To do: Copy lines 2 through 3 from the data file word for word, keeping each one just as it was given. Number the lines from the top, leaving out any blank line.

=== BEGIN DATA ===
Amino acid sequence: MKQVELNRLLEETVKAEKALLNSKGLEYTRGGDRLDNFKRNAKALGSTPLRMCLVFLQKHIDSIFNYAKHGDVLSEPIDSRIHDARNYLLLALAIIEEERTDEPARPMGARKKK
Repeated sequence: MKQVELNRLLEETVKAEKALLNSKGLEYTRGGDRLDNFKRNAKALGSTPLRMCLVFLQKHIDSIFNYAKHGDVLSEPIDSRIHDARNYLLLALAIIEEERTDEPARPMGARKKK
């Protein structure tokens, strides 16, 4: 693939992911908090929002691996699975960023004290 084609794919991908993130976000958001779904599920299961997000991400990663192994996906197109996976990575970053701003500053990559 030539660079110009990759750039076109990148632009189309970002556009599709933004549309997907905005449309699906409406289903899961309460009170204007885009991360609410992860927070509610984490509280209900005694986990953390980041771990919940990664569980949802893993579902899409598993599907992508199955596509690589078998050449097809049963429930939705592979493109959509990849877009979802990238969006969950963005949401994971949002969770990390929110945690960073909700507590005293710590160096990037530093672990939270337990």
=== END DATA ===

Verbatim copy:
Repeated sequence: MKQVELNRLLEETVKAEKALLNSKGLEYTRGGDRLDNFKRNAKALGSTPLRMCLVFLQKHIDSIFNYAKHGDVLSEPIDSRIHDARNYLLLALAIIEEERTDEPARPMGARKKK
């Protein structure tokens, strides 16, 4: 693939992911908090929002691996699975960023004290 084609794919991908993130976000958001779904599920299961997000991400990663192994996906197109996976990575970053701003500053990559 030539660079110009990759750039076109990148632009189309970002556009599709933004549309997907905005449309699906409406289903899961309460009170204007885009991360609410992860927070509610984490509280209900005694986990953390980041771990919940990664569980949802893993579902899409598993599907992508199955596509690589078998050449097809049963429930939705592979493109959509990849877009979802990238969006969950963005949401994971949002969770990390929110945690960073909700507590005293710590160096990037530093672990939270337990």